A Manchester firm is hoping to use virtual reality to better equip police officers to handle emergency situations like the Manchester bombing.
Sean Murphy is the owner of Evidential, a successful start-up based in the Sharp Project which presents electronic evidence in courtrooms around Europe.
The firm has a unique mix of former police staff, forensic specialists, designers, illustrators and developers but also taps into an extensive network of experts when needed.
It recently produced an interactive VR experience of a fictional crime scene – which you can watch below – in-house to show how the technology could be used in court cases.
That project was part-funded by Creative England specifically for exhibition at the BBC Digital Cities event and received great acclaim. However VR cannot yet be used in UK courtrooms – and Murphy has a “bigger aim” for the tech.
“We tried to push the boundaries a little bit with the VR crime scene, but after the feedback we got I realised it could completely change our business focus,” he told BusinessCloud after we tried out the virtual scenario.
“The initial idea was for it to be another tool for us to use to serve the legal system, like 3D printers or drones – so if we got the right case for its use, we could introduce it.
“But I realised what an important tool it could be for the training of police officers to handle emergency situations – a horrible example where it could have helped is the recent Manchester bombing, where you could identify what’s happened, or prepare for such an incident ahead of time, in a virtual space.”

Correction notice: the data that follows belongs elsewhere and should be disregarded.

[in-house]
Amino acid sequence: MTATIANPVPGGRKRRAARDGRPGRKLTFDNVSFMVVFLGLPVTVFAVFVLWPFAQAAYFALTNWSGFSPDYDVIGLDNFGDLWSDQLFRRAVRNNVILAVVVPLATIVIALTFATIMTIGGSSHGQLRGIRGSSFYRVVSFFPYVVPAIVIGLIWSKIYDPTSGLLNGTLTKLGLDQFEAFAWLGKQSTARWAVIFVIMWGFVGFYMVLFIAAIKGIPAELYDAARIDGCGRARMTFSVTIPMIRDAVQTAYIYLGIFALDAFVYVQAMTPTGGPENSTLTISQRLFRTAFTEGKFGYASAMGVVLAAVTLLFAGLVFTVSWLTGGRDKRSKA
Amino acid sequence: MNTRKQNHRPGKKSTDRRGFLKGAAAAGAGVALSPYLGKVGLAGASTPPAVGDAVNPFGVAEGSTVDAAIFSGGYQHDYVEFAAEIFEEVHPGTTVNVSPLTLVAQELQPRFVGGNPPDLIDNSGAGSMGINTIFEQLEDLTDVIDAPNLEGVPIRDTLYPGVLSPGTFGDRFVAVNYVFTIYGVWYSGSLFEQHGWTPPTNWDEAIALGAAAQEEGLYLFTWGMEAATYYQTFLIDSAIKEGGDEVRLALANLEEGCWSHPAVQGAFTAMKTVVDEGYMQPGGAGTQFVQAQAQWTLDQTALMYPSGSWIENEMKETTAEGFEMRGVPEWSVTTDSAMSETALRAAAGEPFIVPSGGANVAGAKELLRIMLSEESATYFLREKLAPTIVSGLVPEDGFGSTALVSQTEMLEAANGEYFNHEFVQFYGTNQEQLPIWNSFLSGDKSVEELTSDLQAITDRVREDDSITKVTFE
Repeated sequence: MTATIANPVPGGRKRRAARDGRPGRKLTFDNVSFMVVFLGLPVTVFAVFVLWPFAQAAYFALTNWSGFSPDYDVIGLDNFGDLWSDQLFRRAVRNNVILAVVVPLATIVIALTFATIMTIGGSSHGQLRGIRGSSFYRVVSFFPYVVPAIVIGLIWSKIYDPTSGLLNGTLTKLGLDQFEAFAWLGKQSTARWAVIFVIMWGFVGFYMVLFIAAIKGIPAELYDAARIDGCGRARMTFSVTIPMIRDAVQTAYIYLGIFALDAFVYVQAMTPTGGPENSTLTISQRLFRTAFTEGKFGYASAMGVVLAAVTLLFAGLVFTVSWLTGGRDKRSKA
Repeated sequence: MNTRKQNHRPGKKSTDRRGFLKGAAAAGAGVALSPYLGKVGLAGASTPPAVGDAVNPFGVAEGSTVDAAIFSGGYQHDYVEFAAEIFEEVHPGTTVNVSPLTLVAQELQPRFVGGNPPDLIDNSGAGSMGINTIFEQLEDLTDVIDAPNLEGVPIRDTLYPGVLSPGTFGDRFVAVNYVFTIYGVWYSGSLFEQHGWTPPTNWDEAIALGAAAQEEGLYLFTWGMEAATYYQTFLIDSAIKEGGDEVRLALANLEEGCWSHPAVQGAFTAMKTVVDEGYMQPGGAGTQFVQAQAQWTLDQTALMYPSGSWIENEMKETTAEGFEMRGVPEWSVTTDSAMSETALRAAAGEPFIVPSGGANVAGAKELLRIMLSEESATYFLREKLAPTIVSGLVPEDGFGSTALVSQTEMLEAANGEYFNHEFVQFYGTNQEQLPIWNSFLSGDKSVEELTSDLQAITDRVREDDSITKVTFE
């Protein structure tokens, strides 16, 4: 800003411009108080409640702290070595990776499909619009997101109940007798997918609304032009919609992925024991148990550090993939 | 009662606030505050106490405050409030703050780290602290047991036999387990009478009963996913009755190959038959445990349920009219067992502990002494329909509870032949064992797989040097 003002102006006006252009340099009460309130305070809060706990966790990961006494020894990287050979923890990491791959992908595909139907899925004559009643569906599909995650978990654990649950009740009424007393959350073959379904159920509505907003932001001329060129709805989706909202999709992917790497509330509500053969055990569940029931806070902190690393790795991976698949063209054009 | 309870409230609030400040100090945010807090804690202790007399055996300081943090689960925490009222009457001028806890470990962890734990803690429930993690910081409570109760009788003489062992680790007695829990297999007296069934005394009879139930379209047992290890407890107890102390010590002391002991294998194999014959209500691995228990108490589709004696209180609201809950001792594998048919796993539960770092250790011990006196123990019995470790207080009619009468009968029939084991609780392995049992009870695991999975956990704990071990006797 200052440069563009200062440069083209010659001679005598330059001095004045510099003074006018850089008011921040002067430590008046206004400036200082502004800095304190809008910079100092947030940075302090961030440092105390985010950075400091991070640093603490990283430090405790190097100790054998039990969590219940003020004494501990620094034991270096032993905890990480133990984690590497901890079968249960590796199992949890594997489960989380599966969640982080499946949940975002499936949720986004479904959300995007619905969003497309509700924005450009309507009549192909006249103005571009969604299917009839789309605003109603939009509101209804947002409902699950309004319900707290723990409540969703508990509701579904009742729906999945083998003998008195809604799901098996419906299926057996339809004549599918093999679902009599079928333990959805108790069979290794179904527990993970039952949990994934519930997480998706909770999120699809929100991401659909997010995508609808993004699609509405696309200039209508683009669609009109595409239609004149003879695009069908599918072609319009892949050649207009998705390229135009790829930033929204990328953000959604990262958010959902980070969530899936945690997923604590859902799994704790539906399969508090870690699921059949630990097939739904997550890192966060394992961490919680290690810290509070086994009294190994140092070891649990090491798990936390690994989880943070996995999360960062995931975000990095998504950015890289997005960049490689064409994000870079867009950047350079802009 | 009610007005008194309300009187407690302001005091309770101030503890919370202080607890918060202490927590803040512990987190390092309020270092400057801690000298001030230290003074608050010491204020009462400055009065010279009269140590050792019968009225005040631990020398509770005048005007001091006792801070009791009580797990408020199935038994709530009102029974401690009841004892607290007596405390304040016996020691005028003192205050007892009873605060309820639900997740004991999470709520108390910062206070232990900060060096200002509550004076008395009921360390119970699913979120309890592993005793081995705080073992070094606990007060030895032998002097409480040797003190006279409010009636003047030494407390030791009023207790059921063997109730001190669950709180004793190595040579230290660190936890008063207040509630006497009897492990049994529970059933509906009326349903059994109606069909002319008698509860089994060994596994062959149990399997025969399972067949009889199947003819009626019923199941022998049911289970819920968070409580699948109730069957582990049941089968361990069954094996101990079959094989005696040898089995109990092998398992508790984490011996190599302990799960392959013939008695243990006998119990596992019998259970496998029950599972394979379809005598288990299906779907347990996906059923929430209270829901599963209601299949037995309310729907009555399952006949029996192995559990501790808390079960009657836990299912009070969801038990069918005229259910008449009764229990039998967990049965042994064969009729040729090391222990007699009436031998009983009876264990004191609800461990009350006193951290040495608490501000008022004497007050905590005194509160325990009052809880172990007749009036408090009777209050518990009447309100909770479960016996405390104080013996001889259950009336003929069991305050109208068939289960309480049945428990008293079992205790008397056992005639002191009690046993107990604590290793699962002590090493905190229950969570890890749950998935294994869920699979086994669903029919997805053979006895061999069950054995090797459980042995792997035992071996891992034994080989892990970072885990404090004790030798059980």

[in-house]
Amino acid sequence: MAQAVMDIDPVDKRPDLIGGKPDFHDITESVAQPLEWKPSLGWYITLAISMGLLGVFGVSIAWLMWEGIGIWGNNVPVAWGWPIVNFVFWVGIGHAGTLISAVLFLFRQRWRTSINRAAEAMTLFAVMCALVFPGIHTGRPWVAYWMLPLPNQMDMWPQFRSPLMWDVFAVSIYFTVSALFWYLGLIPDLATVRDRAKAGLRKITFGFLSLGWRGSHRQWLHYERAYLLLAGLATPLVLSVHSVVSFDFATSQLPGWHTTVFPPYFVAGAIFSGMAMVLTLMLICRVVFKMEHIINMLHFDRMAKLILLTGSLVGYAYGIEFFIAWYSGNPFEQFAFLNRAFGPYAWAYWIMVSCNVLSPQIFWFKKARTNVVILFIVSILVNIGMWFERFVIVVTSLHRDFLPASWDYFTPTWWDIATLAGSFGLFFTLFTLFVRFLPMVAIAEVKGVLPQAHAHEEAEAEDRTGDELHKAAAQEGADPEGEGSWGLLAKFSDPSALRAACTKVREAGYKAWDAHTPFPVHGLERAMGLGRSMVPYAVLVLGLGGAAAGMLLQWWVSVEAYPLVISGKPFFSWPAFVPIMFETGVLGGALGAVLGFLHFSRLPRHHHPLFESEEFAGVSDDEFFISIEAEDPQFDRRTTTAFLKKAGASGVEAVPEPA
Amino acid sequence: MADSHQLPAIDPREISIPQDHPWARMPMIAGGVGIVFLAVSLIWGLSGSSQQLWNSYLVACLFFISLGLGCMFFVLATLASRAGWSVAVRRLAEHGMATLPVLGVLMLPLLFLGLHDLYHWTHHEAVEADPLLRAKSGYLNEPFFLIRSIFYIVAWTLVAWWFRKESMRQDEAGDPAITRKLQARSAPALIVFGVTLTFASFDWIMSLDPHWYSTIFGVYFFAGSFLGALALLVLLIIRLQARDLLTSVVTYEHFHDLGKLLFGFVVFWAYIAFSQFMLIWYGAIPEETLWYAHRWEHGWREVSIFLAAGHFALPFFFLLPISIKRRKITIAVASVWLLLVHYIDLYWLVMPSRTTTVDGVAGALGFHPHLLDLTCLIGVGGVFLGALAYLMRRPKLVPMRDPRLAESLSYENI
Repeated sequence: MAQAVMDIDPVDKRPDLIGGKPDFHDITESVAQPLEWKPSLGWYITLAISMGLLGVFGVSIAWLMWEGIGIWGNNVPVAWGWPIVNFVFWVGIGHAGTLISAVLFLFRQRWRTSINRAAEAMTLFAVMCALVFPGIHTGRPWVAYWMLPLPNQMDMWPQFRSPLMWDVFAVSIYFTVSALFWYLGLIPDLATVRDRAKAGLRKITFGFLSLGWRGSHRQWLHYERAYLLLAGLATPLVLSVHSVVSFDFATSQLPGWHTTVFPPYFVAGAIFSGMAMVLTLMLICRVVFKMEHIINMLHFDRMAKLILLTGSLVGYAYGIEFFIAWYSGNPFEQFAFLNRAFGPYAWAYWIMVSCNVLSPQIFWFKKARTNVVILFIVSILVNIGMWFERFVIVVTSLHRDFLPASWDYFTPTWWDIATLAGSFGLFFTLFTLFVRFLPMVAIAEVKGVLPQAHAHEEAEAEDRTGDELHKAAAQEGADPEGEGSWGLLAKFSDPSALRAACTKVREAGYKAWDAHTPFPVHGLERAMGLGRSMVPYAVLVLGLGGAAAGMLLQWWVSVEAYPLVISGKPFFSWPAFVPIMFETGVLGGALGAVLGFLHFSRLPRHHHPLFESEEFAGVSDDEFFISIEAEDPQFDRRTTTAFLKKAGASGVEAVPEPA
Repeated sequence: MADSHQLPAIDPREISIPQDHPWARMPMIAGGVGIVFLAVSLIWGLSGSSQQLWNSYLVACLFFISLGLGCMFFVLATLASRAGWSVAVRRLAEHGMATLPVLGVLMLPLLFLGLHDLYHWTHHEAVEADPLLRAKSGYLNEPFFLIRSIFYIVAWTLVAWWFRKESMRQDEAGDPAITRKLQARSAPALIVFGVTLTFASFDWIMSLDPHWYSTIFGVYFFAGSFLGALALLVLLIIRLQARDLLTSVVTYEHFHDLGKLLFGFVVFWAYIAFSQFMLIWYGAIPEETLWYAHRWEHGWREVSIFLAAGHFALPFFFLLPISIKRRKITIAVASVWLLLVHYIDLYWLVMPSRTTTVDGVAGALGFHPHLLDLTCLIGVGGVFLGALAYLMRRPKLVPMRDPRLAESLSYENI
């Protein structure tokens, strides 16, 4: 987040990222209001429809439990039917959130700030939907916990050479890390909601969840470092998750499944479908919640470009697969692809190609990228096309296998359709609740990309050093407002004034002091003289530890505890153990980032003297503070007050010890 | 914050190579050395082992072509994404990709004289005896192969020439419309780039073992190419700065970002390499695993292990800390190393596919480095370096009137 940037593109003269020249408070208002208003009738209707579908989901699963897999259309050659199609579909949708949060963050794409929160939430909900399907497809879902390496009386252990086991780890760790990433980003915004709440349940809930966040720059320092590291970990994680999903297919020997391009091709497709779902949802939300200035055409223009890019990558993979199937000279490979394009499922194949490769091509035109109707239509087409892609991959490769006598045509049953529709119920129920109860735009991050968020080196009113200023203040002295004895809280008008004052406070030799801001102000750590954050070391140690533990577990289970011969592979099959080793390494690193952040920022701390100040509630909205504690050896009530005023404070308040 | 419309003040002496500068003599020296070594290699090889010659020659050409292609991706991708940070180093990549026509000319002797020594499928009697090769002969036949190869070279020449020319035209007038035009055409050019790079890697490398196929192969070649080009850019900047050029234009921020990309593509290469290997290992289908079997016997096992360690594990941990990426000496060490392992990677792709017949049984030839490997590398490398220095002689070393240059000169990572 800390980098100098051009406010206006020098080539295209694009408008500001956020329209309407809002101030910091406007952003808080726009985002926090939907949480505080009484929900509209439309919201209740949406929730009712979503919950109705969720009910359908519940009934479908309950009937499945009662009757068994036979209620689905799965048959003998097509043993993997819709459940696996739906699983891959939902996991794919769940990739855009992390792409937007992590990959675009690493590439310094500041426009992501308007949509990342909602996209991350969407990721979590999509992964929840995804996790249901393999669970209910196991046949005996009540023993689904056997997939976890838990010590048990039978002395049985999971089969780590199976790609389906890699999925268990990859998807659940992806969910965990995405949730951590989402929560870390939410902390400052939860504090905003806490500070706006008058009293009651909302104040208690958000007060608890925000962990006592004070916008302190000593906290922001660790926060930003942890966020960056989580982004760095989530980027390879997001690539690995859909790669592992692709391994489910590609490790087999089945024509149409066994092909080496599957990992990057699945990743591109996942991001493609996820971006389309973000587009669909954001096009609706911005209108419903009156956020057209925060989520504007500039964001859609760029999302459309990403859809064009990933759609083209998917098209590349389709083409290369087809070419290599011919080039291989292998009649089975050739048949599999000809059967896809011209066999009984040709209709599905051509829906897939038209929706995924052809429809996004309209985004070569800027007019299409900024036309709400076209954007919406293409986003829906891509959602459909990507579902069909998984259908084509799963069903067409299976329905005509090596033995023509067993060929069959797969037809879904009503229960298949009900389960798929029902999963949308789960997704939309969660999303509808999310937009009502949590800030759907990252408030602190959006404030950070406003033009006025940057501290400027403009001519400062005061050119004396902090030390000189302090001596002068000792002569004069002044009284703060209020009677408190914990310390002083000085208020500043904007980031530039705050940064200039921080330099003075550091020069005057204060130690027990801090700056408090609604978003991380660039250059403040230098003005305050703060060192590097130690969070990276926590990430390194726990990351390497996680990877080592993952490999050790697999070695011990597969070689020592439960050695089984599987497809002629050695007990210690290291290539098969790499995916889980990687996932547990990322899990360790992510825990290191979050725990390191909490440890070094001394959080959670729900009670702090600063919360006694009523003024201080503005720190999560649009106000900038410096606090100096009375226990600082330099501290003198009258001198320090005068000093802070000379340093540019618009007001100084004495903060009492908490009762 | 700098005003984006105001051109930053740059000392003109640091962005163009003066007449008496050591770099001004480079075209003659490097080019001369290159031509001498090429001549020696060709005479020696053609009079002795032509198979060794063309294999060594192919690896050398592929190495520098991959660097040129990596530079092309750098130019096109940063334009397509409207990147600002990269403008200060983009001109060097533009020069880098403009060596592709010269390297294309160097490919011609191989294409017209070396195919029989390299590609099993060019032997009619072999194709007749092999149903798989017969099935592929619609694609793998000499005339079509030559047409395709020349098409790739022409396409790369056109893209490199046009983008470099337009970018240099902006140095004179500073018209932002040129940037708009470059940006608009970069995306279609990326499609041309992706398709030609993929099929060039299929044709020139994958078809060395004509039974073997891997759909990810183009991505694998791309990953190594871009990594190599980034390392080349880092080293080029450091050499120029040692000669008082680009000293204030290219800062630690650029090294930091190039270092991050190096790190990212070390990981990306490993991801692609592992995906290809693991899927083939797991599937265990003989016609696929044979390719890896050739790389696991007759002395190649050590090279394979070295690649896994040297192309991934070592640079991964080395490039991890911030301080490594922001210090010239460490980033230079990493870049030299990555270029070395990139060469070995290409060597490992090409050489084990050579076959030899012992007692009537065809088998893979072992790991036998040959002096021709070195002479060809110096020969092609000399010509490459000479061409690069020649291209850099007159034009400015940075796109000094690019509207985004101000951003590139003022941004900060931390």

Evidential has applied for Government assistance via an Innovate UK funding competition for enabling and emerging technologies. Innovate UK will announce on 4th August which companies will be awarded grants from a £15 million pot to develop projects.
“Every police station could have a VR headset and it could be used constantly to give officers experience to help with situations like the Manchester bombing in advance,” he explained.
“Officers can go immerse themselves in the virtual space and get an idea of the space before they actually go into it. They might then realise that there’s room behind a counter, for example, where someone could be hiding. They’d have much better spatial awareness of important entrances and exits.
“There have been instances where police officers have gone into raids and ended up fatally injured because they didn’t have this prior knowledge.”
As well as saving lives it could also save the police huge amounts of money, according to Murphy.
“A few months ago they closed down the Trafford Centre for half a day so Greater Manchester Police could do a training exercise. It will have had a significant cost and trained a relatively small amount of emergency service personnel,” he said.
“There were officers doing their regular job who couldn’t come off duty to do the training, while Greater Manchester Police also received calls from the unaware members of the public – ‘I think there’s something horrible happening at the Trafford Centre’ – so you’ve got that social impact as well.
“They did something similar on the Tube system where they closed off parts of London and got actors involved – all at huge cost. We believe we can achieve all this in a VR headset.”
Modern connectivity would enable worldwide collaboration which could improve the response performance of forces everywhere, according to Murphy, who hopes to work with University of Salford and a PlayStation game development company on the project if funding is secured.